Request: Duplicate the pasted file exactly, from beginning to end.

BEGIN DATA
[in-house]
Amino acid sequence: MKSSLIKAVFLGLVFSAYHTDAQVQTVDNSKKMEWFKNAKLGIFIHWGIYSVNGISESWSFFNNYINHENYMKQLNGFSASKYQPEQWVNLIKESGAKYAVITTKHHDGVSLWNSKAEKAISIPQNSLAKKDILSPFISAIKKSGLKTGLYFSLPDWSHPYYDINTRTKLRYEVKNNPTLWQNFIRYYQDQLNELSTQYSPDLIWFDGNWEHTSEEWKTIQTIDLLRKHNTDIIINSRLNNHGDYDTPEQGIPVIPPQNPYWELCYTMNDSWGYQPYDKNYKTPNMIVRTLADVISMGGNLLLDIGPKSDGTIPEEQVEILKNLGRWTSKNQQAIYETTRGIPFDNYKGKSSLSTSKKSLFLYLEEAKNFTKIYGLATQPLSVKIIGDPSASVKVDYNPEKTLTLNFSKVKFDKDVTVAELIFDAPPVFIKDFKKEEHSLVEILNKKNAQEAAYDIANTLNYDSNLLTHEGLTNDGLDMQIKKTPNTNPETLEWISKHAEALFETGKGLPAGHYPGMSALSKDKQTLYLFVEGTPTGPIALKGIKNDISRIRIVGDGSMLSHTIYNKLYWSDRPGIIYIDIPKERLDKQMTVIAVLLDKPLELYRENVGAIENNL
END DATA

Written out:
[in-house]
Amino acid sequence: MKSSLIKAVFLGLVFSAYHTDAQVQTVDNSKKMEWFKNAKLGIFIHWGIYSVNGISESWSFFNNYINHENYMKQLNGFSASKYQPEQWVNLIKESGAKYAVITTKHHDGVSLWNSKAEKAISIPQNSLAKKDILSPFISAIKKSGLKTGLYFSLPDWSHPYYDINTRTKLRYEVKNNPTLWQNFIRYYQDQLNELSTQYSPDLIWFDGNWEHTSEEWKTIQTIDLLRKHNTDIIINSRLNNHGDYDTPEQGIPVIPPQNPYWELCYTMNDSWGYQPYDKNYKTPNMIVRTLADVISMGGNLLLDIGPKSDGTIPEEQVEILKNLGRWTSKNQQAIYETTRGIPFDNYKGKSSLSTSKKSLFLYLEEAKNFTKIYGLATQPLSVKIIGDPSASVKVDYNPEKTLTLNFSKVKFDKDVTVAELIFDAPPVFIKDFKKEEHSLVEILNKKNAQEAAYDIANTLNYDSNLLTHEGLTNDGLDMQIKKTPNTNPETLEWISKHAEALFETGKGLPAGHYPGMSALSKDKQTLYLFVEGTPTGPIALKGIKNDISRIRIVGDGSMLSHTIYNKLYWSDRPGIIYIDIPKERLDKQMTVIAVLLDKPLELYRENVGAIENNL